Haifa May Get Two Month Extension on Emptying Ammonia Tank

In brief submitted to Supreme Court, chemicals company says two month extension on emptying tank would give affected companies time to find other solutions.

Noa Shpigel
Noa Shpigel
The ammonia tank in Haifa, with the city in the background.
The ammonia tank in Haifa, with the city in the background.Credit: Rami Shllush
Noa Shpigel
Noa Shpigel

Haifa Chemicals should get a two month extension on emptying its ammonia tank in the city, the state said in a brief submitted to the Supreme Court on Tuesday. The request states that affected companies need time to find other solutions for their ammonia needs.

The brief was filed just prior to the court’s hearing on Tuesday on Haifa Chemicals’ request for permission to appeal the decision by a lower court on the issue. In early March, the Haifa District Court ruled that the ammonia tank must be emptied by April 1 and could not be refilled in the interim, even if a ship carrying ammonia arrived. But that ruling was stayed until the Supreme Court decides whether it will hear the company’s appeal.

At the end of Tuesday’s hearing, the court asked the state to inform it by tomorrow of Environmental Protection Minister Zeev Elkin's decision on various alternatives to the ammonia tank that are now being considered. It also requested the defense establishment’s position on one of the proposed alternatives, which remains classified.

In addition, the court asked the Manufacturers Association to inform it by that date how much ammonia the they have received since the lower court ordered the tank shut, how much they have used, and how much each factory needs every month. The other parties to the case will then have until April 9 to respond. Meanwhile, until a final ruling is issued on the case, no ammonia ships will be allowed to dock in Israel, the court said.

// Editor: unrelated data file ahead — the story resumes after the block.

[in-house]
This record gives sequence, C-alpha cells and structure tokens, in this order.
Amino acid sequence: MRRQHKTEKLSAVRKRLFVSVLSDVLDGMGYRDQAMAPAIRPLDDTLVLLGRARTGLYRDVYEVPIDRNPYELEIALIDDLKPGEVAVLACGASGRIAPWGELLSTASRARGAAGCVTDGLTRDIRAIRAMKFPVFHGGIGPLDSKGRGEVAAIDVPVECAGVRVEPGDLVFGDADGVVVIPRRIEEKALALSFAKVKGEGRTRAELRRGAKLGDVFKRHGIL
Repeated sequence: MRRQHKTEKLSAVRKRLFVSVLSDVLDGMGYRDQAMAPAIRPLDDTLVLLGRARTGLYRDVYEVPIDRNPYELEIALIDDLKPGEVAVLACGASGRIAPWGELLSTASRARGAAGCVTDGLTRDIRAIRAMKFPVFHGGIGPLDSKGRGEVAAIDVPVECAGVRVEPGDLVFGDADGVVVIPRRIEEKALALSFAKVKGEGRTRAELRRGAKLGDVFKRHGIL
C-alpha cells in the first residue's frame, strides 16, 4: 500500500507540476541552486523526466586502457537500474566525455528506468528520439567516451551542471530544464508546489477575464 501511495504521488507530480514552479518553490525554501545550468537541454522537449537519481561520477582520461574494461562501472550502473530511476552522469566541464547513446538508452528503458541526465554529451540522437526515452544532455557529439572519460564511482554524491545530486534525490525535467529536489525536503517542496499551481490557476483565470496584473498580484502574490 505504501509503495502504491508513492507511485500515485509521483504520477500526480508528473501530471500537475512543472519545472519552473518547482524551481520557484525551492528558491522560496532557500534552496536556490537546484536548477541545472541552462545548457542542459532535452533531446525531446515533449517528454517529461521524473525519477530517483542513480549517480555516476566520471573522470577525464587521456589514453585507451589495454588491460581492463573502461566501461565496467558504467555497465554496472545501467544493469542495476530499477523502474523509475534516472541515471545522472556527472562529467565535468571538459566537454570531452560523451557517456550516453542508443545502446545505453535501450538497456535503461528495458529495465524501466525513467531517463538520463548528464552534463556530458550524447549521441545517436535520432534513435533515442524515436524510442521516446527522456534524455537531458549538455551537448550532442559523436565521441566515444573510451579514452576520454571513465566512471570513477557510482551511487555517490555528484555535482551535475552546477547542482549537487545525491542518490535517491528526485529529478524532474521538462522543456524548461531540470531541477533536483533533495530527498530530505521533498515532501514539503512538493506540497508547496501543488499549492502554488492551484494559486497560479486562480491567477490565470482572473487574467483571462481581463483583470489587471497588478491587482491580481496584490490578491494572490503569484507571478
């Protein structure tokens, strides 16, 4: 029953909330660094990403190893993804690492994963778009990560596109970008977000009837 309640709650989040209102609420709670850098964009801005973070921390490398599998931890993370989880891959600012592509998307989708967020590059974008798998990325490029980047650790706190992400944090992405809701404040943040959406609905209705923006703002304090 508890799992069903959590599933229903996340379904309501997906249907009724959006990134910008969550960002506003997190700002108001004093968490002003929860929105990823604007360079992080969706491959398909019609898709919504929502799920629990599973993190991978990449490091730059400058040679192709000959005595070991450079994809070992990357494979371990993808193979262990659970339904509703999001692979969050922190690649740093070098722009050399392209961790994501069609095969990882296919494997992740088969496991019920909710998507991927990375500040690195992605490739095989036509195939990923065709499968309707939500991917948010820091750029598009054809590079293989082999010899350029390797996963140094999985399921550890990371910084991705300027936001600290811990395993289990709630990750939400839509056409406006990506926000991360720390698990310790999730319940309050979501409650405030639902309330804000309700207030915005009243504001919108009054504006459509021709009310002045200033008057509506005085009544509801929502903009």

The state’s brief said the cabinet had discussed the issue on Sunday. At that meeting, the Environmental Protection Ministry said the tank should remain in operation until June 1 and should be allowed to continue accepting refills from incoming ships until then “in order to strike a proportionate balance between the danger posed by the continued operation of the ammonia arrangement ... ensuring that the tank is emptied in a safe manner that won’t in itself result in increased risk to the public health and the environment, and the needs of the economy." The ministry added that the arrangement "has operated for some 30 years in its current format.”

An expert opinion commissioned by the Haifa municipality that was written by 10 leading chemists has warned that any damage even to one of the ships ferrying ammonia to Israel could result in tens of thousands of deaths. But according to the state's brief, the ministry’s hazardous materials unit concluded that most of the report’s “conclusions and data ... are incorrect” and paint a picture of “extreme, exaggerated risks that have no basis.” An expert opinion commissioned by the ministry also found various professional errors in the chemists’ report, the brief said.

Nevertheless, the state agreed that a change is necessary in the way ammonia is brought to Israel. “We agree with the ultimate conclusion of the Haifa municipality’s report ... even if we disagree about the degree of danger," the brief said. "It’s important to stop it in its current format, but according to the timetable set by the ministry.”

A study of alternatives to the current method is at an advanced stage, the brief continued, but no decisions have been made yet. It added that it would be possible to find solutions to most of the economic problems caused by the tank’s shutdown within two to three months, with the exception of the problem facing fertilizer manufacturers.



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